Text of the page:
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April 3, 2011

History Division News
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» History in the Media: Coal Dust and Choral Song

There had been singing in Wales for centuries, formally in monasteries and cathedrals, informally in taverns and ale-houses, but it is with the industrial history of Wales that the popular mind associates the Welsh male voice choir and the popular mind is right.

Find out why from Professor Gareth Williams of Glamorgan’s History Division, writing for the Western Mail

Pendyrus Choir c. 1924 (Photograph)

Pendyrus Choir c. 1924

June 23, 2010

History Division News
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» Panzers in Pembrokeshire?

<image class="left" src="http://historydivision.weblog.glam.ac.uk/assets/2010/6/23/michael_foot.jpg" />

Cold War Wales and the Labour Party

Why did a Labour government send British soldiers to fight in Iraq and Afghanistan?

According to Glamorgan's Norry LaPorte, the Labour Party's development since the 1980s has brought supporters of 'realpolitik' to the fore. Foreign affairs and military strategy shaped Labour's development in the UK - and in Wales. From the spectre of German tanks in Pembrokeshire, through the founding of the Greenham Common Peace Camp, to Michael Foot's disarmament campaign, Wales and Welsh Labour engaged vigorously with Cold War politics. But the British public's response to unilateralist policies finally convinced the party that a pro-American stance was the route to electoral success.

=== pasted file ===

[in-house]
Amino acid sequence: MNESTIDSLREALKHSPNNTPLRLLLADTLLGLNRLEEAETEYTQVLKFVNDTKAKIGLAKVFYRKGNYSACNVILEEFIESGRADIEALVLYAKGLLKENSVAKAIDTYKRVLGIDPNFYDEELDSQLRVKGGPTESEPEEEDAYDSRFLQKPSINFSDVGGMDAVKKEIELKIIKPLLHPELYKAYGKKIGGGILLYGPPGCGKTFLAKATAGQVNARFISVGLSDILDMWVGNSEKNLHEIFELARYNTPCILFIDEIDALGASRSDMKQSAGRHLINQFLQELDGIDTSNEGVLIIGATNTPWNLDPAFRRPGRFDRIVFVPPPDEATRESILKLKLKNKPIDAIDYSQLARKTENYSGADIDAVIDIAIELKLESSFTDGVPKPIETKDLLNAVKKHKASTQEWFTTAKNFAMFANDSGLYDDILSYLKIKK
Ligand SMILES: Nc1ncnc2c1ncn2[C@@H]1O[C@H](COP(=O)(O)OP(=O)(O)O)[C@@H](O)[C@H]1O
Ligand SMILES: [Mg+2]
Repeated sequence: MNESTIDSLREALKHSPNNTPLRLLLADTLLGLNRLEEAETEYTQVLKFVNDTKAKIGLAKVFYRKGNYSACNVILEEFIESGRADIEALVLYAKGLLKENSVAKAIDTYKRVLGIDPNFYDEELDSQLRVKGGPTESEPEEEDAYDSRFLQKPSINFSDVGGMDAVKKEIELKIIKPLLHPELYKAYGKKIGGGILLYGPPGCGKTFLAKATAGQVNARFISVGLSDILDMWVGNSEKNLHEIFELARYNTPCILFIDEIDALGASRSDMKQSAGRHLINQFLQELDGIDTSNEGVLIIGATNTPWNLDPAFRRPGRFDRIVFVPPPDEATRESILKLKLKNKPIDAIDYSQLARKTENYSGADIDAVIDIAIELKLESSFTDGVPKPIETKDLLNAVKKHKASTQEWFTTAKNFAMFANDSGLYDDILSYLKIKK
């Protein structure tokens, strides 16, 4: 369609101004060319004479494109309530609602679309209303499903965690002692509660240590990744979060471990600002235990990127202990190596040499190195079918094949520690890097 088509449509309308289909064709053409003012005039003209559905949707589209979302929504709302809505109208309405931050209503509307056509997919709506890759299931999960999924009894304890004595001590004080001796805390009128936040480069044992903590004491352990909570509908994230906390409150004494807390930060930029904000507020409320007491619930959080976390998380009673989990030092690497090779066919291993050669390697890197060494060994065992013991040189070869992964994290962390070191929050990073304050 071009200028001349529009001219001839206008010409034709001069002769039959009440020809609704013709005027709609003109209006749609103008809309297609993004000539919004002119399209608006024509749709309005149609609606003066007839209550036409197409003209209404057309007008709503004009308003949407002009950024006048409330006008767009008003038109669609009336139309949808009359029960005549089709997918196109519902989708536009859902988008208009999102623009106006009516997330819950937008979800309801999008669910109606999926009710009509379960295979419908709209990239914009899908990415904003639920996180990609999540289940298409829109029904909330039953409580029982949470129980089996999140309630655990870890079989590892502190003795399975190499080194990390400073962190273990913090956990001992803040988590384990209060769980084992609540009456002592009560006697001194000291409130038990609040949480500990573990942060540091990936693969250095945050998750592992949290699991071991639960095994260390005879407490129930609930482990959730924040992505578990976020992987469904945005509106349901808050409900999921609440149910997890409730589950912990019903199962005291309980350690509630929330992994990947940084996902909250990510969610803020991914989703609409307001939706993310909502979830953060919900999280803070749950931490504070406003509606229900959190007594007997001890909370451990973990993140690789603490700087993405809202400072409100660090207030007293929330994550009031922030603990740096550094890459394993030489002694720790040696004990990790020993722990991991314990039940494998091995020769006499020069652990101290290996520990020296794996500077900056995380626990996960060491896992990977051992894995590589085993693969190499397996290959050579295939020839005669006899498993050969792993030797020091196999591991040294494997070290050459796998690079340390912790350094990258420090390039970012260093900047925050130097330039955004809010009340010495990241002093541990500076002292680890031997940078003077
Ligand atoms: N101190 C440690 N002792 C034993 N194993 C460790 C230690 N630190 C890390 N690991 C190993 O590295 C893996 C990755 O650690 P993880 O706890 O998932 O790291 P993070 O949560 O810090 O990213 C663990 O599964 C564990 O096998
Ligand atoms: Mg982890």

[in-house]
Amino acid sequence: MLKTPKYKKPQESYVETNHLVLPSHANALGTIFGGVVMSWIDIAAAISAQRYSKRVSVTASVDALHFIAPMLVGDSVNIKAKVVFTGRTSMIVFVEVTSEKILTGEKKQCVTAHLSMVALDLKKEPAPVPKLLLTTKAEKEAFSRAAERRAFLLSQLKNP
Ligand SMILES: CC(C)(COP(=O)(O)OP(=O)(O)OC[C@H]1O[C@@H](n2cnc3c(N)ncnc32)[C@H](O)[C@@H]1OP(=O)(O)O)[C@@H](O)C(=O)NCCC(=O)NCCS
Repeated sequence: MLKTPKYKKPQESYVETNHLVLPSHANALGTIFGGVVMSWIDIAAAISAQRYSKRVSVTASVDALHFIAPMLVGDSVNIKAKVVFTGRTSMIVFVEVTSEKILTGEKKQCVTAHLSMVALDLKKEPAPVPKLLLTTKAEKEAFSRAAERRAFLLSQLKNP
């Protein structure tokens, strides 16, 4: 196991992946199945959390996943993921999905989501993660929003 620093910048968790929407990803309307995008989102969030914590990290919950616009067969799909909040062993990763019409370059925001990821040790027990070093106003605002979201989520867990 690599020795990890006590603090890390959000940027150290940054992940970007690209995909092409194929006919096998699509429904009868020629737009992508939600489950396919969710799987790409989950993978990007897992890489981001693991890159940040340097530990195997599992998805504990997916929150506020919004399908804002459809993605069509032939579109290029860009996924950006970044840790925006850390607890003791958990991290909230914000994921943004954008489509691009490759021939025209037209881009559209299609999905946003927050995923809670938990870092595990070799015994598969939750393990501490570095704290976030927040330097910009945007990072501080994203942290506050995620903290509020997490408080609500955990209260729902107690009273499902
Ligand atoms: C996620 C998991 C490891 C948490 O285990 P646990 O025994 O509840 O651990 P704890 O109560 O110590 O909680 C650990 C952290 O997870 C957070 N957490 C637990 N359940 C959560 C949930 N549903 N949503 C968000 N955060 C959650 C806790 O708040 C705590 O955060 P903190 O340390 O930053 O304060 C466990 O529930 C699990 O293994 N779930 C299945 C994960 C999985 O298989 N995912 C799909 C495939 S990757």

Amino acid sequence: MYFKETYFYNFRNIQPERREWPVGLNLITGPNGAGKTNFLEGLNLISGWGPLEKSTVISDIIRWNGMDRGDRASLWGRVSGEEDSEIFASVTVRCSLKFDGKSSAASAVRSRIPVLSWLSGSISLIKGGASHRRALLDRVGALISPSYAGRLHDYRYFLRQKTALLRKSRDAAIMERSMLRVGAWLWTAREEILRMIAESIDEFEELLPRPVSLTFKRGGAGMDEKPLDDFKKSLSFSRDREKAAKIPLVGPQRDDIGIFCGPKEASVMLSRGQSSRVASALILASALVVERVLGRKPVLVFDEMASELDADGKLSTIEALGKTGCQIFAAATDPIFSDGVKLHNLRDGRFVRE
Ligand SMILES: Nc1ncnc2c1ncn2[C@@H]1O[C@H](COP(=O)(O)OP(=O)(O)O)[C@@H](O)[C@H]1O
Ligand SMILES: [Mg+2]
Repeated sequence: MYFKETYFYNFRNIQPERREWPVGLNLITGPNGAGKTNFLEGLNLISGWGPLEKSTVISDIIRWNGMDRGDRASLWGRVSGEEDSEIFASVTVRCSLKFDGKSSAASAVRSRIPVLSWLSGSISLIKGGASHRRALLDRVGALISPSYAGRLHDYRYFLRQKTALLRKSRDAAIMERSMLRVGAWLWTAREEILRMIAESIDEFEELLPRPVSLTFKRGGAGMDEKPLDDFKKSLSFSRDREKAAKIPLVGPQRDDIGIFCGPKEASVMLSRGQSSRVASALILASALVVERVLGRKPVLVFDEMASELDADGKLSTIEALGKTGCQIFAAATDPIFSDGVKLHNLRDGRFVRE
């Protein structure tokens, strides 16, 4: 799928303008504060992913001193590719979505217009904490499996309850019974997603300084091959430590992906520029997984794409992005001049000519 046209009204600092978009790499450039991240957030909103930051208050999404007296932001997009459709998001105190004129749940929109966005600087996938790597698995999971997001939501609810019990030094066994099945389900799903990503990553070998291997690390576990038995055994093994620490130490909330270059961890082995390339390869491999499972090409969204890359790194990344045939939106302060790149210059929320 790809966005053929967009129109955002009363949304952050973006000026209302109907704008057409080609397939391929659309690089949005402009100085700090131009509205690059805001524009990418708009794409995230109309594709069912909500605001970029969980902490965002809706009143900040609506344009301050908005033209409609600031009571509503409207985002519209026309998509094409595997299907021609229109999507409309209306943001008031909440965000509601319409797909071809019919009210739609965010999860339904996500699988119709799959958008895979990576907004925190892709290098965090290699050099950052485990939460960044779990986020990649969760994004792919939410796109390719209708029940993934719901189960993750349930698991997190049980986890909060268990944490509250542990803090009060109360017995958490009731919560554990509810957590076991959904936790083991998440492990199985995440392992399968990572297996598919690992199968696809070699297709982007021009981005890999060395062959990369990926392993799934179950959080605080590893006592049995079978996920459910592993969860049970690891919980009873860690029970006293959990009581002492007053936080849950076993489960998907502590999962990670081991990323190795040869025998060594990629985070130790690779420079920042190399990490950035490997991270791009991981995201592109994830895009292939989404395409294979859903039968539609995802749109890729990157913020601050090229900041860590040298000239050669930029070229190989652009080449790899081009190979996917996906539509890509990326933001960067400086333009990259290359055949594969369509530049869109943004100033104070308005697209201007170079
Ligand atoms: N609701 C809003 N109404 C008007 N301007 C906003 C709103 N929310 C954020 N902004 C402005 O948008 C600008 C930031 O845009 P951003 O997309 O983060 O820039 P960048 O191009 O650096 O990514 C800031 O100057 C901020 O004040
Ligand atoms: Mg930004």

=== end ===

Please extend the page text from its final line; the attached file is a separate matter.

Experts will gather to discuss Cold War Wales: Peace, Politics and Culture at the University of Glamorgan on June 26th 2010. This is a Centre for Modern and Contemporary Wales event, organised by Dr Norry LaPorte, Dr Fiona Reid, and Professor Gareth Williams of Glamorgan's History Division. Download the programme and registration form here, and read more of Dr LaPorte's analysis at the Western Mail.

March 2, 2010

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» Crucifixion in Cilfynydd


<image class="left" src="http://historydivision.weblog.glam.ac.uk/assets/2010/2/24/version-1_SMALL_1.jpg" alt="Poster by Kris Carter" />

THE HISTORY SOCIETY PRESENTS ... GARETH WILLIAMS

The image of Wales as ‘the land of song’ is based on the renown and immense popularity of its choral singing, particularly among the coalfield communities of the valleys. This period was also a period of great sporting success, for in this economically buoyant Wales its rugby and boxing champions were as internationally known as its widely-travelled choirs. But they seem to represent two quite different kinds of cultural activity.